In Support of Uncertainty

- in Column, English

Uncertainty usually has a negative connotation. “I don’t know” is a wrong answer on an exam. You wouldn’t list “indecisiveness” as a skill on a CV, or describe yourself as “filled with doubts” on your Tinder profile. And how many times have you heard a friend complain of a romantic partner: “they just don’t know what they want”?

There isn’t really any area in our lives we’re encouraged to be uncertain, and especially not at university, when in general we’re trying to answer questions rather than ask them (with the possible exception of philosophy students). But my guess is that a lot of us are more uncertain than we pretend to be – only we don’t like to show it, because at university the metric we’re graded against is how much we know, not how much we don’t know.

And this age of digital connectedness makes it even harder to admit uncertainty, when the definitive answer to so many questions is no more than a quick Google away. How is loquacious spelled? What’s wainscoting? Where is Amarapura? With such obscure knowledge so readily available, the idea of not knowing something can be hard to imagine.

Yet, paradoxically, more knowledge leads to more uncertainty. Take for example the decision-triggered anxiety known as FOMO (Fear Of Missing Out). The more parties, romantic possibilities, career paths, and so on that you know about, the harder it can be to make a decision between them.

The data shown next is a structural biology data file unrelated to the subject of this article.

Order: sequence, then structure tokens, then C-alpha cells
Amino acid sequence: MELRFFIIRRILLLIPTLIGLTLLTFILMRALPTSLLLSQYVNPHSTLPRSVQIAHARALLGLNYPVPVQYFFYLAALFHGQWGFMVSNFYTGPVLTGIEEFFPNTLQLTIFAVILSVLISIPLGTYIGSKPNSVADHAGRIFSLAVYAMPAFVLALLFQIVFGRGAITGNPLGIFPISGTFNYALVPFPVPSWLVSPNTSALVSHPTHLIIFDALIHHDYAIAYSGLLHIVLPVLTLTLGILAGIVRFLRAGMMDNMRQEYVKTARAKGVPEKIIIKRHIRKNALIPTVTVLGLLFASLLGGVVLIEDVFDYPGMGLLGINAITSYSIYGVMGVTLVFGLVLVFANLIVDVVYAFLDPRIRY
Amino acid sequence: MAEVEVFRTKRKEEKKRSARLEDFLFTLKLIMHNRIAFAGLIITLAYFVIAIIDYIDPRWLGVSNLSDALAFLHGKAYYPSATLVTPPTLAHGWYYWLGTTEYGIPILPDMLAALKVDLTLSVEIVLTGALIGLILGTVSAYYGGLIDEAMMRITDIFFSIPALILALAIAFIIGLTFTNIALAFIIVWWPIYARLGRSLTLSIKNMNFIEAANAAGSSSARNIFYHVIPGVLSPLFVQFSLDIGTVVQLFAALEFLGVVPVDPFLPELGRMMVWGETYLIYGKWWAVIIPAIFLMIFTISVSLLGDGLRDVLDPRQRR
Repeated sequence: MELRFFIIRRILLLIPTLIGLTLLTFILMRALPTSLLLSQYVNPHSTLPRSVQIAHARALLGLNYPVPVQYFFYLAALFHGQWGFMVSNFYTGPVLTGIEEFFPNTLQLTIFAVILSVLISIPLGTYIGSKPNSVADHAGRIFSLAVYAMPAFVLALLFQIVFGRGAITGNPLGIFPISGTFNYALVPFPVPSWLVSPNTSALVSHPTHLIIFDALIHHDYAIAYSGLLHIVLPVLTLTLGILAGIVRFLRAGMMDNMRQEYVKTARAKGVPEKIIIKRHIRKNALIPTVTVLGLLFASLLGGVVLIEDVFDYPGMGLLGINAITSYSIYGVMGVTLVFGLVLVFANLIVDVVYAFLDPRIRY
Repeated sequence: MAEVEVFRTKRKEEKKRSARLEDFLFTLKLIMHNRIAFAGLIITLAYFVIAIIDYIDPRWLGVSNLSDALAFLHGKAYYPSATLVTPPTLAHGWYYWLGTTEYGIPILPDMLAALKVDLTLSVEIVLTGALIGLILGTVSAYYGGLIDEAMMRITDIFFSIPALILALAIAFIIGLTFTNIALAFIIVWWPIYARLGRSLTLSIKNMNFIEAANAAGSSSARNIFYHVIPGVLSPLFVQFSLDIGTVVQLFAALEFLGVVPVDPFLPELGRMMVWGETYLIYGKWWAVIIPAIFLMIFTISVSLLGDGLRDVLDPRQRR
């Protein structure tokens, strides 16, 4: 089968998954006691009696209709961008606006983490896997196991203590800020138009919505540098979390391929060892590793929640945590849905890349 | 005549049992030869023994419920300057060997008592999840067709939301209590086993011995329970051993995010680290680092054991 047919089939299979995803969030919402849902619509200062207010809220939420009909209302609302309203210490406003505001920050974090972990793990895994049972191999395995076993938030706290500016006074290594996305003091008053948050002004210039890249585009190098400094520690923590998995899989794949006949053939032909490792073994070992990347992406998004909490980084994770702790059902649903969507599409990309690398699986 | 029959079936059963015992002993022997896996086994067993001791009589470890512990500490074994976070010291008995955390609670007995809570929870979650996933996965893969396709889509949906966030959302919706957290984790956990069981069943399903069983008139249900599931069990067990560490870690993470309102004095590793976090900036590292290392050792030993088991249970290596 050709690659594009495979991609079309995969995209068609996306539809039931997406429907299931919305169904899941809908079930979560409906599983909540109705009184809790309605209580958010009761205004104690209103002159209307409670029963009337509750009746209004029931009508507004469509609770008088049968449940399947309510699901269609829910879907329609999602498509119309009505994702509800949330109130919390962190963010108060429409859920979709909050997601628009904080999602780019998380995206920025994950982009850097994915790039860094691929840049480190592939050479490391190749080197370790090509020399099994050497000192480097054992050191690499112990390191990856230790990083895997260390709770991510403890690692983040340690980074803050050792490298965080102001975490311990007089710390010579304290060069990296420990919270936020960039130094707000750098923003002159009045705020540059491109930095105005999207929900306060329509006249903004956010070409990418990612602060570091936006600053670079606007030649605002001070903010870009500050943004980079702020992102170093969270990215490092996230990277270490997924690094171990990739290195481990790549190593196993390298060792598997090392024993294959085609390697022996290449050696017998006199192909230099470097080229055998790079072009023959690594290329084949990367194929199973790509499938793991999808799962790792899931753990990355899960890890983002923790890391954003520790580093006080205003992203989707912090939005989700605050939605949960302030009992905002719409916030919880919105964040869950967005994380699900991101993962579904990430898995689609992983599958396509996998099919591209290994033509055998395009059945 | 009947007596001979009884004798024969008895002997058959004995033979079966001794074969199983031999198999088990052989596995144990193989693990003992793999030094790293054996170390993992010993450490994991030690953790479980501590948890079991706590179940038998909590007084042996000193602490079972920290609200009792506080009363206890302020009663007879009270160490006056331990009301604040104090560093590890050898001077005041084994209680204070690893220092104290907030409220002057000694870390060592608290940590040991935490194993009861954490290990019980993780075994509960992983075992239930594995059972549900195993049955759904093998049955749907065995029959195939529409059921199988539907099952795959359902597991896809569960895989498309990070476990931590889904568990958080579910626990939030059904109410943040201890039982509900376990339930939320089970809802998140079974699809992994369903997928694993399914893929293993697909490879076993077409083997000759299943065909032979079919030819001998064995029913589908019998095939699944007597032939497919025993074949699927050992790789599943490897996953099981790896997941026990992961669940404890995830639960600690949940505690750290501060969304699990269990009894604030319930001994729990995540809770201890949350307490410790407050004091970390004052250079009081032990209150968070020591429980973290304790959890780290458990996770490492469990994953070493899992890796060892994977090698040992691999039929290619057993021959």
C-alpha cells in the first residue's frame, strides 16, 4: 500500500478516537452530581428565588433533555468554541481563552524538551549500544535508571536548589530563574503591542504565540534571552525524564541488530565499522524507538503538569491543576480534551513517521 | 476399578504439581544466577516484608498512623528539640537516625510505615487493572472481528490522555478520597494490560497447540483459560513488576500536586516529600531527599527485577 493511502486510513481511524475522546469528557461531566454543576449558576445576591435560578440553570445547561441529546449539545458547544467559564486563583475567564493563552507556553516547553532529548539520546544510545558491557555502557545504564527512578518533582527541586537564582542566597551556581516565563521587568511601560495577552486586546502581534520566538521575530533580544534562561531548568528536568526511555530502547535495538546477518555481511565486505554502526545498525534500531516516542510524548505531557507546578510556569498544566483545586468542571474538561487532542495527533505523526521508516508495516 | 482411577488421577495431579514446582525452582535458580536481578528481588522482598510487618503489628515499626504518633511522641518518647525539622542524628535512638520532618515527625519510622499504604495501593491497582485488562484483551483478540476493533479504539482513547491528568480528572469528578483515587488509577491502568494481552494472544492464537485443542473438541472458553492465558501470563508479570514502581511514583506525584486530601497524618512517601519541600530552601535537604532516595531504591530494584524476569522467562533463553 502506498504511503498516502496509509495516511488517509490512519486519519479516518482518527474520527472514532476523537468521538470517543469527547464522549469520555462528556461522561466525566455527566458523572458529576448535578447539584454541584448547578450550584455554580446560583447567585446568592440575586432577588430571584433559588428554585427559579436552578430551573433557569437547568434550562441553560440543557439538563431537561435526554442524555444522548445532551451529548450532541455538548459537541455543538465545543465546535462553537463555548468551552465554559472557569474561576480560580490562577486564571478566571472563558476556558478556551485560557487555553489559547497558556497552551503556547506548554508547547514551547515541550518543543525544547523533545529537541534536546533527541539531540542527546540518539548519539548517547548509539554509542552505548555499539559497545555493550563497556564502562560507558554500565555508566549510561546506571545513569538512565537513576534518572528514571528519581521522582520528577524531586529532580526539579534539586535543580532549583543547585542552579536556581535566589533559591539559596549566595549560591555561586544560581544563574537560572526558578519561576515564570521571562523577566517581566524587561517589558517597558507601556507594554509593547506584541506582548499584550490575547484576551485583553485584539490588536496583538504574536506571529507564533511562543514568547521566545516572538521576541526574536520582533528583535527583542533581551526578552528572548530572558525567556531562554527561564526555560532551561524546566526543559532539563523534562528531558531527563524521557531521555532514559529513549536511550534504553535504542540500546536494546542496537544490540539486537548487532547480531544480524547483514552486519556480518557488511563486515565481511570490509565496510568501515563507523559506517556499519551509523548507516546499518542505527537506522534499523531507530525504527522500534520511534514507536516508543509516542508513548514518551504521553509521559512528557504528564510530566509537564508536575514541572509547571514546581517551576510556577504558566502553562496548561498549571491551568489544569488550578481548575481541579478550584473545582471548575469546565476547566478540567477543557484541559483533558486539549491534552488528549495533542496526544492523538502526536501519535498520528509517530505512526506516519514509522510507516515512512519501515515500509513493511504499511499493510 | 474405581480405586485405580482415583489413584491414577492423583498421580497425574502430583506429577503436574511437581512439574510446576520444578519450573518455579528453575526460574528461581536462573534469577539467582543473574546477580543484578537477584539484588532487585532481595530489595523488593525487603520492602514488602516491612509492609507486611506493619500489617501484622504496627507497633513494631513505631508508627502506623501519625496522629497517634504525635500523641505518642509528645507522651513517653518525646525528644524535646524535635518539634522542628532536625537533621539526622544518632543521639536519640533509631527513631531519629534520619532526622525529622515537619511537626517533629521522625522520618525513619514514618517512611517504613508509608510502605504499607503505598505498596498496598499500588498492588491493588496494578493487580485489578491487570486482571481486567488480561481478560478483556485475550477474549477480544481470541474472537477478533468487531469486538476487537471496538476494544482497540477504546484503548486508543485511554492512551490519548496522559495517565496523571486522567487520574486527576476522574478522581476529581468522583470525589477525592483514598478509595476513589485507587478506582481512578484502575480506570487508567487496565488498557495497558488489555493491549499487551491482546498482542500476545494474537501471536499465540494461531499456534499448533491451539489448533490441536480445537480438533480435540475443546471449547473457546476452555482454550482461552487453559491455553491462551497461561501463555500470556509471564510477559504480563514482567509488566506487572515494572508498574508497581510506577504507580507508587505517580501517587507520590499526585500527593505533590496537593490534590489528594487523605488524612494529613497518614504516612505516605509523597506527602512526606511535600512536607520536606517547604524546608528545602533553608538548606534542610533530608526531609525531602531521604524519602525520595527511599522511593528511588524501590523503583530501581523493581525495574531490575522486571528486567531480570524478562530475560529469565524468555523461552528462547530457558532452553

You wouldn’t describe yourself as ’filled with doubts’ on your Tinder profile.

But this uncertainty doesn’t have to be a bad thing. In times of painful uncertainty I find comfort in this quote from Socrates which you’ve probably heard: “The unexamined life is not worth living.” Despite being a cliché, this is still excellent life advice. Examining your life makes you aware of what could be improved. Re-evaluating your plans and beliefs ensures you’re heading where you want to be heading. Sure, it can be uncomfortable to question things you’ve come to depend on, but would you drive over a bridge that hasn’t been stress-tested? You could look at your life the same way.

If you don’t hear it from anywhere else, at least I want you to hear it from me: it’s okay to be uncertain. You don’t have to know everything. While “I don’t know” might not be the most satisfying answer, it’s often the most truthful one – and the most motivational. In my opinion, people should maintain a little uncertainty about their life, a healthy skepticism toward the direction they’re heading. Is this the right way to live?

I don’t know.

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